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Experienced programmer would like some tips

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Post Sat Sep 30, 2017 12:11 pm

Experienced programmer would like some tips

Hi Snodd,

I'm thinking about writing a (not for profit, purely having a mess around) game. I'm a technical architect (focusing mainly on enterprise ecommerce, lots of Java dev experience), with a fair amount of experience with other languages (mainly JS and Python). I haven't written a game before.

The idea is essentially a virtual hacking game. Whilst doing a little research, the key main scene elements have a number of similarities to Galimulator, and I'd be really grateful if you could point me in the right technical direction for a things as I'm completely new to game design.

Overview of technical concepts that I’d like some direction on:
- Essentially the main scene would be nodes and vertices in 3 dimensions with each of the nodes (or groups of nodes) competing for dominance
- Procedural generation of the graphs and nodes
- Manipulation of the scene would be through a perspective camera. Zooming, lateral camera movement (or to predefined viewpoints) and camera orbits
- Nodes would 'fight' for dominance
- Nodes would be classes with different changeable (and some final) variables
- Ideally, similar to Galimulator, nodes could launch or animate an attack - I'm not sure about this yet or just have node vs node battles at this point (not sure of the mechanism - some advice in the events vs loops section below would be greatly appreciated). If that were to be the case, it would be nice to include some animation - nice to have at this point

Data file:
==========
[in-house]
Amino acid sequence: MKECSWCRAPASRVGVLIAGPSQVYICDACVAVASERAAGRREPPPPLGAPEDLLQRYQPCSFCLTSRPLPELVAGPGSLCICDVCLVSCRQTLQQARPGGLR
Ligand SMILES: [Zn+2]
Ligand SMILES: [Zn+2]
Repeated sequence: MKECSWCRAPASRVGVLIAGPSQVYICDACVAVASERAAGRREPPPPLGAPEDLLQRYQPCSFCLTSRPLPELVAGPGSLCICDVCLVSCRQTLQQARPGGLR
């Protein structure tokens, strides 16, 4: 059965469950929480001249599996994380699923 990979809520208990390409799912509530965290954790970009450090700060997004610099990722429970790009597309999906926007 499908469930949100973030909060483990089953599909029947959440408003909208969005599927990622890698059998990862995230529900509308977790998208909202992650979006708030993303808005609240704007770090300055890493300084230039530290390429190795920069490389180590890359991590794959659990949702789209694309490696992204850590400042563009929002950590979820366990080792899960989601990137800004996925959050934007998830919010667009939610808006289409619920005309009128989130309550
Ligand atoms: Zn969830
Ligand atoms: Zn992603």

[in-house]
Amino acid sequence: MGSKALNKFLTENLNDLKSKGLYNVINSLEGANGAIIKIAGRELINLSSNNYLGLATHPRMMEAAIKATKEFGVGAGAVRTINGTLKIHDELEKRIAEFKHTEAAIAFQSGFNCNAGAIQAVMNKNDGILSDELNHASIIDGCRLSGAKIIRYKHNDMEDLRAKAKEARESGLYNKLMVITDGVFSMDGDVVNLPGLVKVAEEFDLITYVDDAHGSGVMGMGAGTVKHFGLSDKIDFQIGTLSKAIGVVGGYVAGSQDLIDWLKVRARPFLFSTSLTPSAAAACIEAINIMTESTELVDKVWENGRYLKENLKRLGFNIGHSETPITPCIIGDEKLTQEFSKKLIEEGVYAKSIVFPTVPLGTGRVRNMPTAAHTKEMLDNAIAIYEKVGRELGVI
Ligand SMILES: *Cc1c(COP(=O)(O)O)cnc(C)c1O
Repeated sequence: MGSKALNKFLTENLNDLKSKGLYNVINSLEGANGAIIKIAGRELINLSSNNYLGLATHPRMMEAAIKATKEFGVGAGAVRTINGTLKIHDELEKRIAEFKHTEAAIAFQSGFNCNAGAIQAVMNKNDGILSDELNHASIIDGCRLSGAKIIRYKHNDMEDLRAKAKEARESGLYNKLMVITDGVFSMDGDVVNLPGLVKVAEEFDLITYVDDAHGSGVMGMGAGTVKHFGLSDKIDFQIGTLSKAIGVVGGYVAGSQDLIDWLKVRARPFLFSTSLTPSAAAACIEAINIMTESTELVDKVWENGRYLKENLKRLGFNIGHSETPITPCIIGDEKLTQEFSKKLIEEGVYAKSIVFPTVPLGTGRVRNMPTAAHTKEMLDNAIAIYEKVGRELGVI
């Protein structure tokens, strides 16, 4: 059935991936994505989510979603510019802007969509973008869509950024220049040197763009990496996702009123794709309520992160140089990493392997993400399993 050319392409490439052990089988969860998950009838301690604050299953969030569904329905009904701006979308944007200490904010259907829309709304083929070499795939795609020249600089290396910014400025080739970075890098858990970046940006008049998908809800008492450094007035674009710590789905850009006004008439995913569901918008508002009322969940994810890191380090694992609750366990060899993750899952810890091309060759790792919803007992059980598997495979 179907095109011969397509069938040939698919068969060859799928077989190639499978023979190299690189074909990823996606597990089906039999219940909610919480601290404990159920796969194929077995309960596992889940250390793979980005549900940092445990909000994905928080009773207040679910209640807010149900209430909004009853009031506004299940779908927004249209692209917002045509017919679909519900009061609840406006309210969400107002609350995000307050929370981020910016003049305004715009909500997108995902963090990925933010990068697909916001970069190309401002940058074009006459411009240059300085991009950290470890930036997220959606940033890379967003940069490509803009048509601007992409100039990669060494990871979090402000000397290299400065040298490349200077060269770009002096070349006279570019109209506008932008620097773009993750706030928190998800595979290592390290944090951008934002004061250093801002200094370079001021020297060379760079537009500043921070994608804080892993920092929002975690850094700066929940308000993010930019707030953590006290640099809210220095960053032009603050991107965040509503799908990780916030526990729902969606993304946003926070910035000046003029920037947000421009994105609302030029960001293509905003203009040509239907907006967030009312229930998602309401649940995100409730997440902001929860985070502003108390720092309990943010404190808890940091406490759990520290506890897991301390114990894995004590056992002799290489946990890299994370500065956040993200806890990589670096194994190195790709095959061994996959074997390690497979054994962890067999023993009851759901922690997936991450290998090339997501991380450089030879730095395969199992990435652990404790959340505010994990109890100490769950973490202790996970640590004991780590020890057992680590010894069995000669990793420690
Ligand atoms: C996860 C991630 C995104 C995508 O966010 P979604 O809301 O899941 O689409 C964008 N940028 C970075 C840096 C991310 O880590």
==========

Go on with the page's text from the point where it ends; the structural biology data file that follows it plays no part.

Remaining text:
Languages and applications:
- I'd prefer the platform to be mobile based
- I was thinking LibGDX or (preferably) Unity. No direct experience with either. I'll be starting playing now
- Ideally with a online mechanism (either 'room' based' or globally persistent) - Will come much later
- This will AI will also feature heavily - Will come much later. I've got lots of experience with machine learning, so am happy about the concepts for the time being. Applying to game design will come later

Procedural generation:
- I'm fine with this - Seeded generation of the graph with appropriately weighted distributions across 3 dimensions. This is what led me to Galimulator. I've got a prototype using Three.js and am happy with this as a technical concept in either LibGDX or unity
- I feel confident that I could setup the objects, I may need a little more direction when rendering certain elements at different zooming levels. Eg, frustum culling is fine, but I'd ideally like to change the object view based on camera distance, eg, far away nodes could be a simple 2d sprite, the same node close to the camera could be a high polygon object
- Also, visualising sovereignty is key. I'm really impressed with how you've done it. Do you essentially extrude a shape from your nodes, where the extrusions overlap, create plane of common between the nodes, then remove the affected area from your extruded shape? This looks as though it is generated and included as part of the original procedural generation. I'm interested in your thoughts on this

Events vs loops:
- One of the things I'm not used to from a programming perspective is the rendering loop. What would be the best approach for calculating something like a battle, eg, would you: